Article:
To immerse yourself in a time gone by, visit the National Folk Museum at Cregneash near Port St Mary. It’s a living museum showing a crofter’s life, where cart horses still plough the fields, peasants sit outside thatched cottages spinning and the Manx language can be heard.
The unique four-horned Manx sheep are a particular draw and a local informs me that they also hypnotise the hens here; she was hazy on the reasons for this, but perhaps it is to help them bear the unbridled drudgery of a return to life in the 19th century. Entry is €4.50
If the minutiae of farming leave you cold, then there’s the Laxey Wheel, the largest water wheel in the world, which was used to pump water out of the local mine. It’s an impressive piece of 19th century ingenuity and worth a couple of pictures. Entry also €4.50
If your children are now craving a bit more adventure, take them on the Snaefell Mountain Railway. More of a tram, strictly speaking, it grinds out of Laxey to rattle noisily ever upwards. You’ll pass through truly spectacular moorland scenery and finish at the summit for some cracking 360° panoramas and, of course, a pub.
The locals joke that on a clear day, you can see six kingdoms from here: Scotland, England, Wales, Ireland, Mann and Heaven. Perhaps this view of the neighbours helped to confirm the islanders’ fierce independence. Mann belongs neither to the UK nor the EU and the island’s symbol ‘The Three Legs of Man’ represents this pride and means ‘whichever way you throw, it will stand’.
The train looks alarmingly like it might be running away as it piles back down the hill, which should keep your offspring entertained. Return tickets cost around €11.50, or you can take a single and make your own way back. Operates April to September.
Get some good luck...
On the A5 to Douglas, you’ll pass the Fairy Bridge. It has become tradition to greet the fairies in order to procure some good luck. Visitors and locals have covered the trees around the bridge with requests and messages, so feel free to stop and add yours to the piles.
TT racers apparently take the ritual very seriously, but given their high levels of mortality in the race, they can’t have enough luck on their side.
Brush up on history...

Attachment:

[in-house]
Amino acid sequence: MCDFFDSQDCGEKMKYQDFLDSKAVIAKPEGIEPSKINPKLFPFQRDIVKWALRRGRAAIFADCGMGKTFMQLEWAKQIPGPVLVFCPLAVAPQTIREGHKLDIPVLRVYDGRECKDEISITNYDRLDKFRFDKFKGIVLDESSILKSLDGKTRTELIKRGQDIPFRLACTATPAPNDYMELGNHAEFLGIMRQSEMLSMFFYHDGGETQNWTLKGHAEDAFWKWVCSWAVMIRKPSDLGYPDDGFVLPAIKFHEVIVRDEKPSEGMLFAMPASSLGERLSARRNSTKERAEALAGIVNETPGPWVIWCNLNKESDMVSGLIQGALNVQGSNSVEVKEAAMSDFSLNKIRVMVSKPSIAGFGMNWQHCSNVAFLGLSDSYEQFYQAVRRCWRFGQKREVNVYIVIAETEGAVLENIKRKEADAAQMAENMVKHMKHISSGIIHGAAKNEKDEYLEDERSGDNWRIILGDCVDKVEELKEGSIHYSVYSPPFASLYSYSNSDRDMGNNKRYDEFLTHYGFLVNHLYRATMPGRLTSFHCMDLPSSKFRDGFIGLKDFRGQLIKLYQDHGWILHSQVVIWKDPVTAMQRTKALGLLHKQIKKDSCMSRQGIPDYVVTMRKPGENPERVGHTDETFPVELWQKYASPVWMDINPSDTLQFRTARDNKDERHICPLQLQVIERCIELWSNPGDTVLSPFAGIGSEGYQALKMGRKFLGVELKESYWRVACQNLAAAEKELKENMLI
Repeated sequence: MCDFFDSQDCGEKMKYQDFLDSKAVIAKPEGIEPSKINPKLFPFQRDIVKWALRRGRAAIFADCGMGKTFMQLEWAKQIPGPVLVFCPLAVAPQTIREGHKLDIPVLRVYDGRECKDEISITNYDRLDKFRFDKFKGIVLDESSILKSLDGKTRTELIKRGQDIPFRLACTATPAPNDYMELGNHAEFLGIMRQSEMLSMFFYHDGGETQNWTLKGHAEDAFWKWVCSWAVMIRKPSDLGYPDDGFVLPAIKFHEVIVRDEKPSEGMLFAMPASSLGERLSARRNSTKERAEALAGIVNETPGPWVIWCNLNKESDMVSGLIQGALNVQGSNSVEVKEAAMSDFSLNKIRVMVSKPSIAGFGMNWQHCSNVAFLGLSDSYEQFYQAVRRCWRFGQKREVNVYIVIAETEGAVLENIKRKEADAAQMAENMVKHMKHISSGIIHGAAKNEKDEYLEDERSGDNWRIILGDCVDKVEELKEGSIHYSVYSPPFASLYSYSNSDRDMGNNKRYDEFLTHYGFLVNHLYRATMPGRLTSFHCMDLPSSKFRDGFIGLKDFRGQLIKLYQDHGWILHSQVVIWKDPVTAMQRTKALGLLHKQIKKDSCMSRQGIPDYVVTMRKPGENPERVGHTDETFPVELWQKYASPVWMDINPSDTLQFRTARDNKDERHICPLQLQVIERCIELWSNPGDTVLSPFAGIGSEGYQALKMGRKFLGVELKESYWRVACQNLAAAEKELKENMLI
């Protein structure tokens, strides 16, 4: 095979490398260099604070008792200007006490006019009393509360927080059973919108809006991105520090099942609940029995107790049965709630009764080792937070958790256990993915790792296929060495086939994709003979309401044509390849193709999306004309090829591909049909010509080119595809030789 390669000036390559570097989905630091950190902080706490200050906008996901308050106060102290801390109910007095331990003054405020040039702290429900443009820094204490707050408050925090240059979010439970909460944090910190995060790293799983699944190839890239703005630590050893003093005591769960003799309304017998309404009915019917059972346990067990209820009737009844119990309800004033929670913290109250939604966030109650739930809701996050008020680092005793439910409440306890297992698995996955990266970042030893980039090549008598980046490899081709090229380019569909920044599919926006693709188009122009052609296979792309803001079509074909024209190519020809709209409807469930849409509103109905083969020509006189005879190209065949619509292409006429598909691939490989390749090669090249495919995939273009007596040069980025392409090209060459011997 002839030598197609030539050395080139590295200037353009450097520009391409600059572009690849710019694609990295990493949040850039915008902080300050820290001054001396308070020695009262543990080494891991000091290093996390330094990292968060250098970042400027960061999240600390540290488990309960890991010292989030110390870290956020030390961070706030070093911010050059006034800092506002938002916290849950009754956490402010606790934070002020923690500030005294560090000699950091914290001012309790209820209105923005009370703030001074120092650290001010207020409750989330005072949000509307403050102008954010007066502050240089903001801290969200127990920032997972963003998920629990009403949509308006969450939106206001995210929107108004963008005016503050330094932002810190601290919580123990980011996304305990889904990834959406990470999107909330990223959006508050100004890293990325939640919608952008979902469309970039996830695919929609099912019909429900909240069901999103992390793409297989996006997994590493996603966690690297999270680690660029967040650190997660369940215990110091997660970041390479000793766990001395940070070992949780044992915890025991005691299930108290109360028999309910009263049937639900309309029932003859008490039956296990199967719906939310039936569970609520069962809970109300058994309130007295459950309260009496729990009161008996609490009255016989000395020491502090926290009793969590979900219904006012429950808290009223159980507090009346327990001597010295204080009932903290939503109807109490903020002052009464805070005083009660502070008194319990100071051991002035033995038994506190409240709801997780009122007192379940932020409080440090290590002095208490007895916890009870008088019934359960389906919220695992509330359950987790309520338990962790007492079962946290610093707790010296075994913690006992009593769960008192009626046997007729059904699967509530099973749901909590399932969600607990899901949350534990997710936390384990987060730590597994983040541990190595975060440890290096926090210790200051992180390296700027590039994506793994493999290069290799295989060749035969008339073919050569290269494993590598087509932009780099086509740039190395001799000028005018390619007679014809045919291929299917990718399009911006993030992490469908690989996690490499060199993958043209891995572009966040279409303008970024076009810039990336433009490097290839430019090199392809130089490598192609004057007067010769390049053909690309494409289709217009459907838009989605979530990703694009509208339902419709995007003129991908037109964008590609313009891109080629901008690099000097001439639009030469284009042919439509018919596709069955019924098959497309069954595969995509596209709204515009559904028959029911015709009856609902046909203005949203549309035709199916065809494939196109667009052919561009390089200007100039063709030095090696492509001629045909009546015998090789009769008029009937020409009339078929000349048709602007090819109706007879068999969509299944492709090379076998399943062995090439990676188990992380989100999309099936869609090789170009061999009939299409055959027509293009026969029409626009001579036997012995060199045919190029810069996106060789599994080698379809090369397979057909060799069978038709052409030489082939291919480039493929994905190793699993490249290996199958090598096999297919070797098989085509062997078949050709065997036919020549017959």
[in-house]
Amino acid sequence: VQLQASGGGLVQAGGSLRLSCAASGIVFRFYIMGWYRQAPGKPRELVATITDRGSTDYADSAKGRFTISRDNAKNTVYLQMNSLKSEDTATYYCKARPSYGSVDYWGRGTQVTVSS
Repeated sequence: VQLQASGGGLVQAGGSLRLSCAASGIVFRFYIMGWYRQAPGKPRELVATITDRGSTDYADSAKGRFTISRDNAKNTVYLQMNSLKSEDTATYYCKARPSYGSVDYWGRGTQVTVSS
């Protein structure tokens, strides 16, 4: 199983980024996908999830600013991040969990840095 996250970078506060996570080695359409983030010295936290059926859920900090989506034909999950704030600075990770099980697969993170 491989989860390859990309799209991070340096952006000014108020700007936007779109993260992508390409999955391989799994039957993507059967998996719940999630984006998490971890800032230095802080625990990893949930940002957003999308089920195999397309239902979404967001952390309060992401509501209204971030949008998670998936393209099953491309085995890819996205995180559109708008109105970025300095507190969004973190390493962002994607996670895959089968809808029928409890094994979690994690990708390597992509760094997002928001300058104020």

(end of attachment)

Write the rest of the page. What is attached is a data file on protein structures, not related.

The island has strong Celtic and Viking roots. Tynwald Hill is a burial mound later used by the Vikings as a very early parliament. The Mull (or Meayll) Stone Circle near Cregneish is also worth a visit for its windswept, atmospheric setting. It contains a chambered tomb and six pairs of graves dating back 5,000 years.
The island also has two stout castles at Peel and Castletown. Peel Castle, which dates from 1392, houses the oldest Celtic cathedral in Britain, while Castletown’s castle has a tower 24 feet high with 3.5 feet thick walls; clearly the architects were expecting trouble.
Where to watch wildlife...
The Calf of Man is a two-square-kilometre islet managed by the Manx National Heritage. It’s a paradise for seabirds such as puffins, razorbills and Manx shearwaters and there’s an important population of the beautifully sleek chough. You might also spot grey seals, basking sharks, dolphins and minke whales along the coast.
You can get to the Calf by boat from Port Erin or Port St Mary. It’s possible to stay overnight (call Manx National Heritage on + 44 (0) 1624 648000 to book) but you will need to take all your own food as there are no shops. Visitors do occasionally get marooned on the remote islet, so check the weather forecast before you go.
Rather oddly, another wildlife spectacle is the red-necked wallaby colony in the north of the island. A single pair escaped from the wildlife park in the 1960s and apparently failed to notice that they were in quite the wrong continent. They took to island life so well that there are now around 100 hopping around, entirely free. Isle of Man Wildlife Tours will take you to see them (www.iomtours.co.uk).